The Seahawks selected Gary Jennings in the fourth round and waived him after the team claimed Josh Gordon off waivers. Gordon was later suspended indefinitely for violating league policies on performance-enhancing substances and substances of abuse.
Running back Travis Homer saw an increase in workload for the final regular-season game with Chris Carson (hip), Rashaad Penny (torn ACL) and C.J. Prosise (broken arm) all on injured reserve. He posted decent numbers, registering 92 yards from scrimmage. Nevertheless, the Miami product will likely revert to the third wheel in the backfield when Carson and Penny are healthy.
Tampa Bay Buccaneers
2019 Class: LB Devin White (No. 5 overall), CB Sean Murphy-Bunting (No. 39 overall), CB Jamel Dean (No. 94 overall), S Mike Edwards (No. 99 overall), DE Anthony Nelson (No. 107 overall), K Matt Gay (No. 145 overall), WR Scott Miller (No. 208 overall), DT Terry Beckner (No. 215 overall)
Looking at the Tampa Bay Buccaneers' numbers on paper, you'd probably think about adding another batch of players on defense. The club gave up the fourth-most points this season. Yet a deep dive into the collective production from their rookies shows a different picture.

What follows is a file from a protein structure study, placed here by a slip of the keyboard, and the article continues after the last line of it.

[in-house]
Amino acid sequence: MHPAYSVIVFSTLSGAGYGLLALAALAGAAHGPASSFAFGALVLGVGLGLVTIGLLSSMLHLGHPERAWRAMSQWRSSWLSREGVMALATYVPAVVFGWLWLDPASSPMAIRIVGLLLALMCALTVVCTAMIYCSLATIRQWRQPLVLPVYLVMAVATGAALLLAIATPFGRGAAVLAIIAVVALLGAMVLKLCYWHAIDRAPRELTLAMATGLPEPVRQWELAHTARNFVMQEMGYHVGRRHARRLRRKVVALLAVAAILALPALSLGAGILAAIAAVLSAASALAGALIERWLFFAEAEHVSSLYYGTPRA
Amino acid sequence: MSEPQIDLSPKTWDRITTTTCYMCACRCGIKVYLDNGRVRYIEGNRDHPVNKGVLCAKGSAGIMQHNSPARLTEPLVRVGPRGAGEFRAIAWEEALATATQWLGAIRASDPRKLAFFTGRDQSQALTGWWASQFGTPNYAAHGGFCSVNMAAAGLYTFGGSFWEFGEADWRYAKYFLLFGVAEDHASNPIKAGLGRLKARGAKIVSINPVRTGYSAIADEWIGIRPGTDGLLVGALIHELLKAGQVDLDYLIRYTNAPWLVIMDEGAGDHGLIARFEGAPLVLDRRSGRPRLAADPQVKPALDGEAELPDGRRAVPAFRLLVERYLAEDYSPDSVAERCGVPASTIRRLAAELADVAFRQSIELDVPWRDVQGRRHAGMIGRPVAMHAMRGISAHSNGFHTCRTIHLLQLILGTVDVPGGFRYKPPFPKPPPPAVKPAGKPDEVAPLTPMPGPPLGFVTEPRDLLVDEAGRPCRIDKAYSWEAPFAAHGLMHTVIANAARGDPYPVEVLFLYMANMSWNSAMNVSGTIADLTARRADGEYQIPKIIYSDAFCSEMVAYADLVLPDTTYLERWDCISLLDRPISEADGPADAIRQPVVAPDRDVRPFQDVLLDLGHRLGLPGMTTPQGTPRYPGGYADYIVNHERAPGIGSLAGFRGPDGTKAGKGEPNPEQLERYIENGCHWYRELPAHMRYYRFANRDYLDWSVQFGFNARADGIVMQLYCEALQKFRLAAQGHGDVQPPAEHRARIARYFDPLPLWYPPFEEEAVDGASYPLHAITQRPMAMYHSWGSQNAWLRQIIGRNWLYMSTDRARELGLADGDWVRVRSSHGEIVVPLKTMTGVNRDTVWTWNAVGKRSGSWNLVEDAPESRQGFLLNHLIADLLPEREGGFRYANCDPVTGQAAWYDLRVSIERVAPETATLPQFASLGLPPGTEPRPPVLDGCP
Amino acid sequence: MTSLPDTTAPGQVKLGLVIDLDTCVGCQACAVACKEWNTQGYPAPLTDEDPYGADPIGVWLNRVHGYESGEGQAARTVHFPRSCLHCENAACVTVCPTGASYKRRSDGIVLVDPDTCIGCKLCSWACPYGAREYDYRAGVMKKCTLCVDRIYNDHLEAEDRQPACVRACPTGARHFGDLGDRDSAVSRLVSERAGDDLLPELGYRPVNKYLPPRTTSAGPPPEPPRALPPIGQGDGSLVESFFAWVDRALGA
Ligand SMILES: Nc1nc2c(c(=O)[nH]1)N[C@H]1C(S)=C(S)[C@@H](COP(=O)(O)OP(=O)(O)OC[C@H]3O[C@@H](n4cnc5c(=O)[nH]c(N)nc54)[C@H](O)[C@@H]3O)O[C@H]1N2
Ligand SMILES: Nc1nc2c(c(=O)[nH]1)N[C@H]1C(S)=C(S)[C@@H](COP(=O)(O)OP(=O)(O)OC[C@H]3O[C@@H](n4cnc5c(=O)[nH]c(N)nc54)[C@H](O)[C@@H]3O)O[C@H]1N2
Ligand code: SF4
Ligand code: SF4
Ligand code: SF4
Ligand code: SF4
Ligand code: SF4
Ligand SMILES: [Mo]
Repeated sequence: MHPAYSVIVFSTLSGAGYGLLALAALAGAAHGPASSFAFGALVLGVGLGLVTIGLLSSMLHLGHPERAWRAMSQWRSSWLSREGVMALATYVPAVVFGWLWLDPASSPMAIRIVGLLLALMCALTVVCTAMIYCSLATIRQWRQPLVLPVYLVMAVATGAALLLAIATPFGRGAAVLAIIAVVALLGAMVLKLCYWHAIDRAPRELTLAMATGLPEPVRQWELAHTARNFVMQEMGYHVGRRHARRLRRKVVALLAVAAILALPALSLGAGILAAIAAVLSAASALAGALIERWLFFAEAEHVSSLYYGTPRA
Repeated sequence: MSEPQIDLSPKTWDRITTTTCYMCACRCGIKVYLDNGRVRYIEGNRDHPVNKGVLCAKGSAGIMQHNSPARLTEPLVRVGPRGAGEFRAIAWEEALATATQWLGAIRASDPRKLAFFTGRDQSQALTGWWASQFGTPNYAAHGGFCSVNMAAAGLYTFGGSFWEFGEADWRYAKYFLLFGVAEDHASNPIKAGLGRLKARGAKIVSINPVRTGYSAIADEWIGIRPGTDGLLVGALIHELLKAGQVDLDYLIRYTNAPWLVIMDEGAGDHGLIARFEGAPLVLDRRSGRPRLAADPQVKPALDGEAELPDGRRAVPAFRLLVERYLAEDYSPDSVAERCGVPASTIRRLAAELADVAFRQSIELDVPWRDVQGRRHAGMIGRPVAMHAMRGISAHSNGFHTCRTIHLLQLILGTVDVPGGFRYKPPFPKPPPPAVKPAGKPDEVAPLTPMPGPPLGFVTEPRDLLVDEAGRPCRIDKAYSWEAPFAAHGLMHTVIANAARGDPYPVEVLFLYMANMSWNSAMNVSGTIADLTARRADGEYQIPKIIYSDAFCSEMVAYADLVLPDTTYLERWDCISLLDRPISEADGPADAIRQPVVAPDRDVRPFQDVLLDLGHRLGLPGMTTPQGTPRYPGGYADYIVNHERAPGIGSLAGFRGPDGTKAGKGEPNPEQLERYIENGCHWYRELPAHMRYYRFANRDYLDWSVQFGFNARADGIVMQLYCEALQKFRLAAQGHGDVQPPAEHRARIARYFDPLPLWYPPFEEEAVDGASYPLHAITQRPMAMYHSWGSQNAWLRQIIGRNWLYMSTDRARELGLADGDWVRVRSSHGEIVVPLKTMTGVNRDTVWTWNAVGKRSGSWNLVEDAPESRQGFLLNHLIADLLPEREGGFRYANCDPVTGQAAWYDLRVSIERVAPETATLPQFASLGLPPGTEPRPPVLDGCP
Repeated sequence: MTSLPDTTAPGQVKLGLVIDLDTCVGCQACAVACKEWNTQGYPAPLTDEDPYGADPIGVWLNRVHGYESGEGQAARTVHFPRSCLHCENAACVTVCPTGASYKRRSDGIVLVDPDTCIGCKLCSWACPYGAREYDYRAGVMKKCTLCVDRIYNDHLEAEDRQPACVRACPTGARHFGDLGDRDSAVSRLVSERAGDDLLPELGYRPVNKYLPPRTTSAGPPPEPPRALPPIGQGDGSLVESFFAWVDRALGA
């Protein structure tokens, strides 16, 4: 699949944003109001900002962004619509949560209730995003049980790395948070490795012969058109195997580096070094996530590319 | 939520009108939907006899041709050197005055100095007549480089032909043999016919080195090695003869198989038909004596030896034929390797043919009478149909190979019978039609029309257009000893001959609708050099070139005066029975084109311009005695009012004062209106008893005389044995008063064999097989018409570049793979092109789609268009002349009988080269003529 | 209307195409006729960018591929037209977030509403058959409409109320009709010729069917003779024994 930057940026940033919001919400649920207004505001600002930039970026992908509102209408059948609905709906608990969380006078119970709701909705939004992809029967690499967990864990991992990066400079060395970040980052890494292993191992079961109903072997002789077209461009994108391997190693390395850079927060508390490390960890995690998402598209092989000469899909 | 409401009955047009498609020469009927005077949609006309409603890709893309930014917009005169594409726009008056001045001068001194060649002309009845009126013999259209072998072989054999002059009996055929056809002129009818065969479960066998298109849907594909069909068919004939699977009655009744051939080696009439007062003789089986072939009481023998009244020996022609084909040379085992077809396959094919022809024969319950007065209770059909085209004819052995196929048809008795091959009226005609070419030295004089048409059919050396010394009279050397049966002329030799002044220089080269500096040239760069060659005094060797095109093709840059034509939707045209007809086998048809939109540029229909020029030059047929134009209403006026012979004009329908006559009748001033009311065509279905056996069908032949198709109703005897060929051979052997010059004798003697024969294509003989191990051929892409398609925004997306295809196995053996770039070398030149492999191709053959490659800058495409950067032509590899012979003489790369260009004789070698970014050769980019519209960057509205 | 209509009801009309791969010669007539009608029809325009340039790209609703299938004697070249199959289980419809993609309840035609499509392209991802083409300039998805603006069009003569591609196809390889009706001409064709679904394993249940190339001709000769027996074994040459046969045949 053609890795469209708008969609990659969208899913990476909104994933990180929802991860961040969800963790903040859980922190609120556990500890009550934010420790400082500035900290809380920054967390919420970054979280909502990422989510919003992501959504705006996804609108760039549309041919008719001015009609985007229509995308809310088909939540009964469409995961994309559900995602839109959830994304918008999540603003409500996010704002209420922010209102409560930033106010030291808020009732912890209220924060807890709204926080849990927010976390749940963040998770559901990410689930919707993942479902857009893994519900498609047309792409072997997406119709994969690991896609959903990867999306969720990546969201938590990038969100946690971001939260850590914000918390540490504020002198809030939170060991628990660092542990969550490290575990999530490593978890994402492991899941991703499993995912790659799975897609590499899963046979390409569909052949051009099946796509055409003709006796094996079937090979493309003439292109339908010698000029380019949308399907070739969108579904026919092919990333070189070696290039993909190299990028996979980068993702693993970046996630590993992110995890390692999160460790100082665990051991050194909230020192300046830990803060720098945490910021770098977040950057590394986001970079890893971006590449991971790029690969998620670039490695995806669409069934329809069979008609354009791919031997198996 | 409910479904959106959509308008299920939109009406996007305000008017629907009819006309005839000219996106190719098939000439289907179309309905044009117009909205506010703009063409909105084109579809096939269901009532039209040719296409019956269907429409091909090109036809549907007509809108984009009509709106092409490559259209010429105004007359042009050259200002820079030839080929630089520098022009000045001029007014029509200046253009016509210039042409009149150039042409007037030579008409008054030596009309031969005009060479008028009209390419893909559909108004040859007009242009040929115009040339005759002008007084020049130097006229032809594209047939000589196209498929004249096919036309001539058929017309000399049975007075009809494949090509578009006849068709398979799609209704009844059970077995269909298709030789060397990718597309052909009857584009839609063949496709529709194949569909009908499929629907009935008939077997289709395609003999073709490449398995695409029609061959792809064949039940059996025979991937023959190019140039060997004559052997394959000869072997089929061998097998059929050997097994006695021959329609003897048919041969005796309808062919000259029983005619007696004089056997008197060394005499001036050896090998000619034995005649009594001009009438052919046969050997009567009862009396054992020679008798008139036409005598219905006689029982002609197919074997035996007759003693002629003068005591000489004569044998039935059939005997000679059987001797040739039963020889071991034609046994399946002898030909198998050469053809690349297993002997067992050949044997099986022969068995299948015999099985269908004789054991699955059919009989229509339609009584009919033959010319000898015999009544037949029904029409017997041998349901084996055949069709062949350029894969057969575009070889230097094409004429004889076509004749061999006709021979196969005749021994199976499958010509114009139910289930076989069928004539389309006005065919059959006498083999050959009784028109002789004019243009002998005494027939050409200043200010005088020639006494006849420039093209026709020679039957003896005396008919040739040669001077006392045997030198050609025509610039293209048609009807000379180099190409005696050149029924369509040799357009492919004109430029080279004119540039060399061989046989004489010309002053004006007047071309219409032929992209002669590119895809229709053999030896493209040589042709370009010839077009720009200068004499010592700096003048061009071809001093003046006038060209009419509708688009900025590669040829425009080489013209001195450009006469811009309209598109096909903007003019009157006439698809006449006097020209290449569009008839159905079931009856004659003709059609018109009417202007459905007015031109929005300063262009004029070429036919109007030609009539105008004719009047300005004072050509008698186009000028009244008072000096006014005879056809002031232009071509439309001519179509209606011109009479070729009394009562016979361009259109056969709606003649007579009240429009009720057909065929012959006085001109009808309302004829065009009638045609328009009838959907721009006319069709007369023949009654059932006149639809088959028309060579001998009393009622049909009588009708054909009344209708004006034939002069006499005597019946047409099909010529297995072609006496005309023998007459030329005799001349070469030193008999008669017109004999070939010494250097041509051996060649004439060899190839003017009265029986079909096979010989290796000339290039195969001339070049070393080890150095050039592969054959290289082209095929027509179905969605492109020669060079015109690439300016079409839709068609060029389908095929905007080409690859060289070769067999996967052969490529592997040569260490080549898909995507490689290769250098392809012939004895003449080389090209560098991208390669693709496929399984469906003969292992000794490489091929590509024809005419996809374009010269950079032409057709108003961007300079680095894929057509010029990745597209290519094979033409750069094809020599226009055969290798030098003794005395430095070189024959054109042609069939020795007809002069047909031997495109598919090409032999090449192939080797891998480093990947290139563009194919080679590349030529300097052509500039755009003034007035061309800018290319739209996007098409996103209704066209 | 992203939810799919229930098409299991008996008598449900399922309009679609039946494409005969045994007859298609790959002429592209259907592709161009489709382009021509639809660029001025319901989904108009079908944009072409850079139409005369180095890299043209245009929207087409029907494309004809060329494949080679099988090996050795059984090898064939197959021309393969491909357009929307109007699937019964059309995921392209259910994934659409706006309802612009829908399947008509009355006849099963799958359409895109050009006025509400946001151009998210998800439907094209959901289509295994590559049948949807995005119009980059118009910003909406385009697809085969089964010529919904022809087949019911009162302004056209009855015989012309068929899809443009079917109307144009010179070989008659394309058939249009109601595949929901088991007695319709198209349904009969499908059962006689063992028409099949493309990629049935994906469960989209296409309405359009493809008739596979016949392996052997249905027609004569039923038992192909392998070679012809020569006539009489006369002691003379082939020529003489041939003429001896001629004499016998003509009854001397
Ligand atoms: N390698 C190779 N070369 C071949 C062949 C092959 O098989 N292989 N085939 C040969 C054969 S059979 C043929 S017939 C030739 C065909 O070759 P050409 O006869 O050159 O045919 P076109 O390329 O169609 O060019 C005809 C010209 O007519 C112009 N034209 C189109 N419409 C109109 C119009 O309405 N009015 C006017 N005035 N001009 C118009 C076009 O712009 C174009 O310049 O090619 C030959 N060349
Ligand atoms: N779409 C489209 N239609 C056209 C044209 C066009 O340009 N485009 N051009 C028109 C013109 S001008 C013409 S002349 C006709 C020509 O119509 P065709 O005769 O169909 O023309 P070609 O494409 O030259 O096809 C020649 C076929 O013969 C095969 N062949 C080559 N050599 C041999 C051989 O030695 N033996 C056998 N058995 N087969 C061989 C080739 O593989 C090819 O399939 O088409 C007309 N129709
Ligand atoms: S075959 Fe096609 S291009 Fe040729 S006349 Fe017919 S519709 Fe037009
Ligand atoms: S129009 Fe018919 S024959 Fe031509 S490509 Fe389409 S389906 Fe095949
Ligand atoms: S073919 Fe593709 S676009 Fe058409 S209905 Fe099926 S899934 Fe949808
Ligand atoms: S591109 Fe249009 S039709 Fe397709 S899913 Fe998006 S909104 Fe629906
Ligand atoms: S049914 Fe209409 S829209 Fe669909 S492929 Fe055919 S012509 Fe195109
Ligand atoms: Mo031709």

Devin White provides the athleticism, quickness and field awareness to play middle linebacker in the modern league. He's an instinctive defender who finds the ball and plays with anticipation. The LSU product recorded 91 tackles, three pass breakups, four fumble recoveries and an interception.
The Buccaneers should be pleased with Sean Murphy-Bunting and Jamel Dean in the secondary. The former led the team in interceptions (three), and the latter tied for fourth leaguewide in pass breakups (17).
Coming out of Auburn, Dean had some durability concerns. He suited up for 13 contests this season. If he avoids the injury bug, the 6'1", 206-pound cover man could earn some Pro Bowl invites in the coming years.
Mike Edwards had a less impressive year than Murphy-Bunting and Dean, but he presented a solid presence at safety. The Kentucky product broke up six passes and came downhill on three tackles for loss and a sack.
Matt Gay started the season strong but struggled late, converting only three of eight field-goal attempts from Week 15 through 17. If he uses the offseason to clear his mind, the 25-year-old place-kicker should bounce back in 2020.
2019 Class: DT Jeffery Simmons (No. 19 overall), WR A.J. Brown (No. 51 overall), OG Nate Davis (No. 82 overall), S Amani Hooker (No. 116 overall), LB D'Andre Walker (No. 168 overall), LB David Long (No. 188 overall)